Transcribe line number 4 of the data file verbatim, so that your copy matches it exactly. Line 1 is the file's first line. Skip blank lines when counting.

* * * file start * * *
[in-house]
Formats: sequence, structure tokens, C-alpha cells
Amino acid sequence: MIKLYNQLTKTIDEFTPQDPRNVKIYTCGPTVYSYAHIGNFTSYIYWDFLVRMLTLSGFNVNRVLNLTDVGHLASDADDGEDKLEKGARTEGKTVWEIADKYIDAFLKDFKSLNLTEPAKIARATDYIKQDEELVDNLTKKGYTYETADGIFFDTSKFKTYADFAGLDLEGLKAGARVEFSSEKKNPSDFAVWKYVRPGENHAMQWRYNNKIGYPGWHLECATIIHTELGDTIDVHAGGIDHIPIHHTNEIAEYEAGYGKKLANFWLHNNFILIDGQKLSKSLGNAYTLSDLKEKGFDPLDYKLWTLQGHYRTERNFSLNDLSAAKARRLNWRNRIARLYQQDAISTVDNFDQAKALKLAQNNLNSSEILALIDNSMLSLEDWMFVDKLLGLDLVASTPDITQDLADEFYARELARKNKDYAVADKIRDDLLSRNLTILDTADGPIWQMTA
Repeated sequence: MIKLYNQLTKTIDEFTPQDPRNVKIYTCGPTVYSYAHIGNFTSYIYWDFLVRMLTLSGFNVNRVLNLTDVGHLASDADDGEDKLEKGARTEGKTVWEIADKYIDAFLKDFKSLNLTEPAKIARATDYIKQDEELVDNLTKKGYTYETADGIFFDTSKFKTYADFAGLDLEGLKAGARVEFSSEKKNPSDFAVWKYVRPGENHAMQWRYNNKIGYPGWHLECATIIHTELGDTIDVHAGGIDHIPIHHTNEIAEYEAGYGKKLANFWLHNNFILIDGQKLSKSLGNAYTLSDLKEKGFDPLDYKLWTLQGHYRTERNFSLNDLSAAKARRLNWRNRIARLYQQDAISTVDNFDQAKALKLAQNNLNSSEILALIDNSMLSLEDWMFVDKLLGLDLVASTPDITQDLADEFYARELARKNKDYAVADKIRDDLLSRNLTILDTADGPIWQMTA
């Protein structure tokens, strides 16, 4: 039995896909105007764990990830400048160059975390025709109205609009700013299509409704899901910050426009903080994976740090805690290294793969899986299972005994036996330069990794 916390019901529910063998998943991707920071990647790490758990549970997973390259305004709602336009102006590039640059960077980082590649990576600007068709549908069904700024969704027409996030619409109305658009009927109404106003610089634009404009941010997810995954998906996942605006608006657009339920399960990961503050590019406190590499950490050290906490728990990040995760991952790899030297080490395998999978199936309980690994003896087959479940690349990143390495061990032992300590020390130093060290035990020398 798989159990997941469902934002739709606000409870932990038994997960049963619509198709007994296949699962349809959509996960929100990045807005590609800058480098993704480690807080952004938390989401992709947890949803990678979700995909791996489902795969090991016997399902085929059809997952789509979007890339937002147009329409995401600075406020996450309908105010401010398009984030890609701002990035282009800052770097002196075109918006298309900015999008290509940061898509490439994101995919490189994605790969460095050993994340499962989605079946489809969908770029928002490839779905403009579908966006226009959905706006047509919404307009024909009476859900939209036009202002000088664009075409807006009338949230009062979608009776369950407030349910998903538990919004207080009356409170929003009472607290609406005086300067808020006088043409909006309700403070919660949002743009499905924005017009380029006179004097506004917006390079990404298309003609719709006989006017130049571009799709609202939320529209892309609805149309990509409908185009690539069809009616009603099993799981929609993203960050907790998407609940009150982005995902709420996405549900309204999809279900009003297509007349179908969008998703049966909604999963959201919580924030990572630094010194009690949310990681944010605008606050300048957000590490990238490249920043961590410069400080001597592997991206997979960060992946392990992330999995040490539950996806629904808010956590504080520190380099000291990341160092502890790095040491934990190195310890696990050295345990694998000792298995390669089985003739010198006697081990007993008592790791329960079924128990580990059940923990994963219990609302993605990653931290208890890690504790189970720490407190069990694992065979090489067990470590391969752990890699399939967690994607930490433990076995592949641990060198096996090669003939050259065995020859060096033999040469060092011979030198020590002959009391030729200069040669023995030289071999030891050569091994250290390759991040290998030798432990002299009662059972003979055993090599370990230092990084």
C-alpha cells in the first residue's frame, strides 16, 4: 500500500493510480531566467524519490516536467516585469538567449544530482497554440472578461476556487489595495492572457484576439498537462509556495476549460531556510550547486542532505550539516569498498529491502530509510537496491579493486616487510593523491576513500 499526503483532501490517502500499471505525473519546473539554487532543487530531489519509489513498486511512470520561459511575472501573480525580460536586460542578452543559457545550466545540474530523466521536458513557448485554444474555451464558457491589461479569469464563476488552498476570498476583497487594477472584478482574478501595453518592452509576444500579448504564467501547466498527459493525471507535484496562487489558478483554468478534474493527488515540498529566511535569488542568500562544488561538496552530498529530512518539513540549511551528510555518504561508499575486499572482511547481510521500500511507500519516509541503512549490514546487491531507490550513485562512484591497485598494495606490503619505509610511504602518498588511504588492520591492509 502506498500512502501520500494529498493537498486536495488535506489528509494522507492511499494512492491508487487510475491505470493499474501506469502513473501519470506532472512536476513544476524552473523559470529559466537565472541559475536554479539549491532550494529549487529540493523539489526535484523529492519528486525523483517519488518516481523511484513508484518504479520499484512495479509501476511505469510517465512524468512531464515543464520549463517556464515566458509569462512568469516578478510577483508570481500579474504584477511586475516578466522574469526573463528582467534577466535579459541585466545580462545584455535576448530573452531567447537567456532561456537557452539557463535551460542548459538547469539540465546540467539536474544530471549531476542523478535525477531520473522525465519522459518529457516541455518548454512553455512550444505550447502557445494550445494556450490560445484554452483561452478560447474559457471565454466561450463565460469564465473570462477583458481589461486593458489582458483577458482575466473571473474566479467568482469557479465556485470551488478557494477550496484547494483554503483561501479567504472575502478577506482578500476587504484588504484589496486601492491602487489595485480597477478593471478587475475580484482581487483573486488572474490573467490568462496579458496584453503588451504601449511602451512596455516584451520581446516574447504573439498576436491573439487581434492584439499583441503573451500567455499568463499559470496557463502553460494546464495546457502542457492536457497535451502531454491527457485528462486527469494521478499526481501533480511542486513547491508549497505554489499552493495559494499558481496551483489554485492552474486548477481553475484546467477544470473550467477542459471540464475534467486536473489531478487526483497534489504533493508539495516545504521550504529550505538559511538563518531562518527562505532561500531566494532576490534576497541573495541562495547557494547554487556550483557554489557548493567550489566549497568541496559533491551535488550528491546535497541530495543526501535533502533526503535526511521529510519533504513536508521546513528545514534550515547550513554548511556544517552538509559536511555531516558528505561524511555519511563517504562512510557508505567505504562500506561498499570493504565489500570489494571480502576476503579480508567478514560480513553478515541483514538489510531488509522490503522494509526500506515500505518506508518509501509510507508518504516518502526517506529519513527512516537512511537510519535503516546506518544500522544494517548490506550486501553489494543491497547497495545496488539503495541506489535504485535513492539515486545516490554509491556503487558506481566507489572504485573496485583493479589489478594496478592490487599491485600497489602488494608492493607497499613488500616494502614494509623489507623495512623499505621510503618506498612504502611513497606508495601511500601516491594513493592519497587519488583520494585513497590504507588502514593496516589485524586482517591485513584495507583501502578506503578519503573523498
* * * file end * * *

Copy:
Repeated sequence: MIKLYNQLTKTIDEFTPQDPRNVKIYTCGPTVYSYAHIGNFTSYIYWDFLVRMLTLSGFNVNRVLNLTDVGHLASDADDGEDKLEKGARTEGKTVWEIADKYIDAFLKDFKSLNLTEPAKIARATDYIKQDEELVDNLTKKGYTYETADGIFFDTSKFKTYADFAGLDLEGLKAGARVEFSSEKKNPSDFAVWKYVRPGENHAMQWRYNNKIGYPGWHLECATIIHTELGDTIDVHAGGIDHIPIHHTNEIAEYEAGYGKKLANFWLHNNFILIDGQKLSKSLGNAYTLSDLKEKGFDPLDYKLWTLQGHYRTERNFSLNDLSAAKARRLNWRNRIARLYQQDAISTVDNFDQAKALKLAQNNLNSSEILALIDNSMLSLEDWMFVDKLLGLDLVASTPDITQDLADEFYARELARKNKDYAVADKIRDDLLSRNLTILDTADGPIWQMTA